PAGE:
@Ira: I'm looking at a copy of the C# 4 specification which doesn't list dynamic amongst keywords; there's no list of contextual keywords. I'm editing for a bit more information... – Jon Skeet Jan 23 '10 at 18:01
Great explanation Jon! But I feel using the "Reserved" word in place of "Normal" would have been more apt as there are two types of keywords defined in C# namely reserved and contextual. – RBT May 31 at 5:56
@RBT: That's not how the spec describes it. "In some places in the grammar, specific identifiers have special meaning, but are not keywords. Such identifiers are sometimes referred to as “contextual keywords”." There's no such term as "reserved keyword". – Jon Skeet May 31 at 8:39

It's a keyword. (see edit below) I'm a little confused on what you mean by "why isn't 'int' treated the same way?"

You can't do this: int int = 5;

But you can do this, although it's not good practice: int @int = 5;

The C# 4.0 spec does mention dynamic in section 20.1.

EDIT: more info...

Using dynamic as a variable name is allowed, so it's not a keyword (but it is a contextual keyword - see Sean Devlin's post). See the screenshot below using .NET 4.0 beta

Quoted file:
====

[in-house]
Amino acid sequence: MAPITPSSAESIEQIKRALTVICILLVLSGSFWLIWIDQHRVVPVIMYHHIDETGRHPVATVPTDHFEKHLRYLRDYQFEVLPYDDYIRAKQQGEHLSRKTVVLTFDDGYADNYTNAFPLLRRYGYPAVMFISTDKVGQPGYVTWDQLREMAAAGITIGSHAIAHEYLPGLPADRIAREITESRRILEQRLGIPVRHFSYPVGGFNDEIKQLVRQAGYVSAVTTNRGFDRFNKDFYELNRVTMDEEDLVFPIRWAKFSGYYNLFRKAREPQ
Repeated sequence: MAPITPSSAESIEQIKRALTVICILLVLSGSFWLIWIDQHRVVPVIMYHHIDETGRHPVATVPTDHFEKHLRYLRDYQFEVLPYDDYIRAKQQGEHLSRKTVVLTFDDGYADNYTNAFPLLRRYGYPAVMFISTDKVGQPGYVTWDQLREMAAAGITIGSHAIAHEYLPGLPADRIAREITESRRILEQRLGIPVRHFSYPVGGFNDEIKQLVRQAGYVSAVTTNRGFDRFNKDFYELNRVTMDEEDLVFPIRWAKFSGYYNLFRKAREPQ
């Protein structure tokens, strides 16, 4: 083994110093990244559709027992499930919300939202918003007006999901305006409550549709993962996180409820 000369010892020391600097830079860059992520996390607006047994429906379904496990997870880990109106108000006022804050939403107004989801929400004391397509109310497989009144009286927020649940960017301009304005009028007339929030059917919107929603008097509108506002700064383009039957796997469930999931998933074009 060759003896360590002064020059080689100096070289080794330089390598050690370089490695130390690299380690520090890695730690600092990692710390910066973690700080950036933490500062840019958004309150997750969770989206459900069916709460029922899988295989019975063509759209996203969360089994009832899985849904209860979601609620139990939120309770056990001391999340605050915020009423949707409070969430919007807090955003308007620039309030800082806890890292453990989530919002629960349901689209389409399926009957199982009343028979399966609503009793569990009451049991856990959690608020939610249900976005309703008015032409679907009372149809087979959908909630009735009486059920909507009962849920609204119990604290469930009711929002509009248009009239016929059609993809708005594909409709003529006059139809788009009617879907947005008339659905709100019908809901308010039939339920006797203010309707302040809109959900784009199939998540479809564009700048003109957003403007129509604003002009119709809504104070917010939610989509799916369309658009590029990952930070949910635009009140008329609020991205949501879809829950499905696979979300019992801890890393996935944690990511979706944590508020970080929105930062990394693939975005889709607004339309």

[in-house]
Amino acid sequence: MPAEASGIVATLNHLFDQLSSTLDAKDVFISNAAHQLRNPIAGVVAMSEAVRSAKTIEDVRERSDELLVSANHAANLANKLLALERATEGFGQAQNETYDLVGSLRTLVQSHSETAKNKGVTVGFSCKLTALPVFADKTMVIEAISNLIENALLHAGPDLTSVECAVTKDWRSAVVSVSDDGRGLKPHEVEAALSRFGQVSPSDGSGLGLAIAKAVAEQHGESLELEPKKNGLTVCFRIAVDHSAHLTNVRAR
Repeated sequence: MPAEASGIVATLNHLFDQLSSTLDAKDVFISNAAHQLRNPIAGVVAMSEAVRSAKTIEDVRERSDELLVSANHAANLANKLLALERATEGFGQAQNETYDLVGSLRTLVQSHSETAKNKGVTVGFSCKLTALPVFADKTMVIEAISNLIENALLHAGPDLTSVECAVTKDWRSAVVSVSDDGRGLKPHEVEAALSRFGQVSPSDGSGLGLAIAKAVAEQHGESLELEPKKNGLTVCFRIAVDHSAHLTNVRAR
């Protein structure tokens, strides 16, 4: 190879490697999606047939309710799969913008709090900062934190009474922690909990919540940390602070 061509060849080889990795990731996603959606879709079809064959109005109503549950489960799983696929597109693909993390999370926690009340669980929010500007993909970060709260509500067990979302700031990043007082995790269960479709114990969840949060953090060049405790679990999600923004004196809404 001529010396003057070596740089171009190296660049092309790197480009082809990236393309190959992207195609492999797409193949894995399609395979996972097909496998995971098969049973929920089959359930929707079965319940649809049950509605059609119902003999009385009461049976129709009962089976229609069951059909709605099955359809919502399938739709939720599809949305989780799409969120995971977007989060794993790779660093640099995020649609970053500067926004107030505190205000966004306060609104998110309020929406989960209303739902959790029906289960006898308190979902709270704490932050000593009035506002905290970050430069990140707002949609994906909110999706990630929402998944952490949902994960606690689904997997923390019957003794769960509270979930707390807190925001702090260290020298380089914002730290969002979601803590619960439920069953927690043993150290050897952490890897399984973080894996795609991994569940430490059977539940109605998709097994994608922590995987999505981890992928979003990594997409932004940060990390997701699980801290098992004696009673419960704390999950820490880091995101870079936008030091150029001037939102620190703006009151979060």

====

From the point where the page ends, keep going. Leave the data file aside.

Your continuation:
Check out Chris Burrow's blog post. An interesting quote from the post:

As you can see, the publicly visible members that use the type dynamic actually, behind the scenes, use the type object when they are emitted. There is no framework type "dynamic." However, those "objects" are all decorated in such a way that the compiler (or anyone else) can tell that they are meant to be handled dynamically.

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How precisely do you know this? ... You are asserting the the C#3.0 program that contain the assignments to 'dynamic' are invalid in C#4.0 (that breaks backwards compatibility which is usually a no-no)? If the assignment is valid in C3.0, then why wouldn't int=7; be allowed? – Ira Baxter Jan 23 '10 at 17:39
I think each major version of the language has added keywords and broken backwards compatibility. E.g. foreach in C# 2.0 and var in C# 3.0. – Sean Devlin Jan 23 '10 at 17:52
... Yes, I've seen that C# 4.0 spec; thats the one I don't trust as to its characaterization of actual "keyword"ness. The C# 3.0 specification has an explicition section on keywords; the C# 4.0 spec does not and so its hard to tell if this detail is addressed accurately. (I'm sure the C# 4.0 compiler has an opinion, but so will angry C3.0 coders that used dynamic as an identifier name.) – Ira Baxter Jan 23 '10 at 17:57
It's not a regular keyword. You can tell that, because you can use it as an identifier. @Sean: foreach was in C# 1, and var is a contextual keyword. – Jon Skeet Jan 23 '10 at 18:03
@Ahmad: There's no such term as "reserved keyword" - there's just "keyword" and "contextual keyword". Downvote removed, but it would be good to see a further edit :) – Jon Skeet Jan 23 '10 at 18:12